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U.S. Coast Guard finishes oil recovery efforts

PORT GAMBLE — While the recovery efforts have wrapped up following Monday’s diesel oil spill in Gamble Bay, the investigation as to what happened is still ongoing.

The U.S. Coast Guard had finished its recovery efforts by Thursday, said Coast Guard spokesman Adam Eggers.

The Guard’s contracted clean-up team, NRC Environmental Services, absorbed as much oil as it could recover; the remaining fuel in and around Gamble Bay will eventually evaporate, Eggers said.

Officials now estimate as much as 200 gallons of red marine diesel fuel leaked from the tugboat that had sunk into Gamble Bay, next to one of the piers at the old Port Gamble mill site. Initial reports Monday put the amount of fuel spilled at 100 gallons.

Divers were able to plug the leak Tuesday on the vessel identified as the source of the leak. Active, the 91-foot sunken tug boat, is believed to have sunk sometime late Sunday night or early Monday morning.

The investigation as to why the leak occurred and how the tugboat went under is ongoing, Eggers said. The boat’s owner has been identified as Thomas Lampman, but no additional information about the investigation has been released.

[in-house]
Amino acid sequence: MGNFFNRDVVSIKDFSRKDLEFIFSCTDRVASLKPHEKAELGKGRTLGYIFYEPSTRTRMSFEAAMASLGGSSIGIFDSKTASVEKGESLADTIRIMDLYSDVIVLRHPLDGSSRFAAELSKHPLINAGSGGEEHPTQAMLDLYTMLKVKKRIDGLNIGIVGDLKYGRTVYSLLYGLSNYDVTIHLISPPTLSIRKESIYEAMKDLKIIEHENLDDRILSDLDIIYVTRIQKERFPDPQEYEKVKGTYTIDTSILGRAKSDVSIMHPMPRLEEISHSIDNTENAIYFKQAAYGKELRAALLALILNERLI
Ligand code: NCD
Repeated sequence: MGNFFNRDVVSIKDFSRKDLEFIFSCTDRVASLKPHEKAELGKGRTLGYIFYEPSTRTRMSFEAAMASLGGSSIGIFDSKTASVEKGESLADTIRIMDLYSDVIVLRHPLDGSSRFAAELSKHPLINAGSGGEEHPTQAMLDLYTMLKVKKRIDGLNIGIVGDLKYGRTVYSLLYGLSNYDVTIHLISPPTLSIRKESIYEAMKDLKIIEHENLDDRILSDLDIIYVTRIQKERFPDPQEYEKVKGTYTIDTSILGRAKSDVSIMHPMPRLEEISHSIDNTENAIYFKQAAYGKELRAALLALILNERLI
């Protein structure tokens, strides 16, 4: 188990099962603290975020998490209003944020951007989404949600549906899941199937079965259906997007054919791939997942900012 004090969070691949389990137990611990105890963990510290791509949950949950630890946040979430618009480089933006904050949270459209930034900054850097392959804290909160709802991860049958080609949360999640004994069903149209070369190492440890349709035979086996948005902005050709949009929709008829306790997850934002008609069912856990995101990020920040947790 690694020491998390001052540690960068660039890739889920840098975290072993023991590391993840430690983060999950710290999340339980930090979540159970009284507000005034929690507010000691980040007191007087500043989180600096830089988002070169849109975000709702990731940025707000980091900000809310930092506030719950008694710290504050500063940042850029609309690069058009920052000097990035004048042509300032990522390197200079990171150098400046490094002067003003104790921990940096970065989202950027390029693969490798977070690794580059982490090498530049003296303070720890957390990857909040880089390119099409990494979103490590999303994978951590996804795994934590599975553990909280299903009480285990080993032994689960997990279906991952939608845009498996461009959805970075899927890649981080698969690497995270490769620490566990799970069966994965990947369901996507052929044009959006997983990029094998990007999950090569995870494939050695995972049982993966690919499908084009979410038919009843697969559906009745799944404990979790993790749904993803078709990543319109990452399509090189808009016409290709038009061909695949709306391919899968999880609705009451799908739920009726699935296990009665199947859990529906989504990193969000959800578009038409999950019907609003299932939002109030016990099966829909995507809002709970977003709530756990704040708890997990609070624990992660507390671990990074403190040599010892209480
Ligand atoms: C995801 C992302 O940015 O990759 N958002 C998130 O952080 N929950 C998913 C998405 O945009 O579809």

The Washington State Department of Health had asked local tribes to delay geoduck harvesting for a day, however, information from responders indicated that geoduck beds were not affected and harvesting could resume. Even so, the Kitsap County Health District has released an advisory to the public to not harvest or eat shellfish from Gamble Bay until further notice.

U.S. Congressman Jay Inslee (D-Bainbridge Island) addressed the issue of improving spill response processes in a letter to members on the House Committee on Transportation and Infrastructure Tuesday. He urged the committee to implement recommendations made following the 4,700-gallon spill near Edmonds that took place in December 2003. That spill affected a pristine wetland area in Indianola. He also encouraged the committee to commission an independent investigation on ways of improving the spill response process.

“(Monday) marked yet another oil spill to hit Puget Sound in less than two years,” Inslee said, referring to this week’s spill, an estimated 100-gallon oil spill last year in the Dalco Passage, near Tacoma, and December 2003 incident. “We can do a better job preventing and responding to spills here and across the nation.”

In Dalco Passage, heavy-grade fuel oil spilled during the early morning hours of Oct. 14, 2004, before being reported. The response to the major spill at Point Wells was delayed by at least 30 minutes because the vessels dispatched to lay the initial containment boom wouldn’t start.

While Caicos Corporation had put its spill response efforts into place Monday morning, the Coast Guard’s spill response contractor didn’t arrive on the scene until around 3 p.m. Monday.

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